In the image above, quiet flyer and I realized that there are 2 needles in every oil gauge, and there are 4 oil gauges. Well, why in the world are there 8 needles in total? And the optimal range arcs and redlines of each oil gauge is different. Why would that be? Oil is oil, I can't see how the optimal range arc for some oil in one gauge is different from the optimal range arc for some oil (same oil, oil is oil, the B-29 does NOT run on multiple oils. It isn't an eco-plane and it drops bombs. It has no need for more than one oil) Any thoughts would be great. Solving questions concerning something like dials and maximum speed with flaps extended for such an old plane have answers that are hard to come by, since they would have had to note this stuff down on paper and not electronically, and the people who built them are either very, very old; or unfortunately dead.
Each of the four engines is represented by two needles, one in each row. The top gauges are for the nose oil; the bottom gauges are for the rear oil.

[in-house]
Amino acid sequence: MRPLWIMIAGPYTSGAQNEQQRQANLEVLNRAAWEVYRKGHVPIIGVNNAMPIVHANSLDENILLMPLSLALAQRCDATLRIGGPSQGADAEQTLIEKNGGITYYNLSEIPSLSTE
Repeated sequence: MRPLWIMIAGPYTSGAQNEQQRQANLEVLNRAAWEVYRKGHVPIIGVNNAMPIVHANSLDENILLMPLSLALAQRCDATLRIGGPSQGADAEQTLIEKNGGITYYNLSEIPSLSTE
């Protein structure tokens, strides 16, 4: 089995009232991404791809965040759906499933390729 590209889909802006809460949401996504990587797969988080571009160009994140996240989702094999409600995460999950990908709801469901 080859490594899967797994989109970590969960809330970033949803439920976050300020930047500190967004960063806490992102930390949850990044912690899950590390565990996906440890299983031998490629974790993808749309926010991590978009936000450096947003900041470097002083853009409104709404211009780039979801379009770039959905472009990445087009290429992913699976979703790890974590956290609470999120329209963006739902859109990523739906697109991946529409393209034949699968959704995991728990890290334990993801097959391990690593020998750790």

Nose and rear here refer to two sections (remember that's a twin-row radial engine). The nose case oil is also used by the propeller's governor, feathering mechanism, and reduction gear – those would explain the lower pressure range of the nose section.
During development the nose case was troublesome:
Reduction gear failures started to occur during extended climbs, forcing the addition of external oil lines from the accessory case to the nose case to shore up low nose case oil pressure (enginehistory.org; PDF).
More on Google Books: United States. Army Air Forces (1950). Technical Data Digest. p. 26.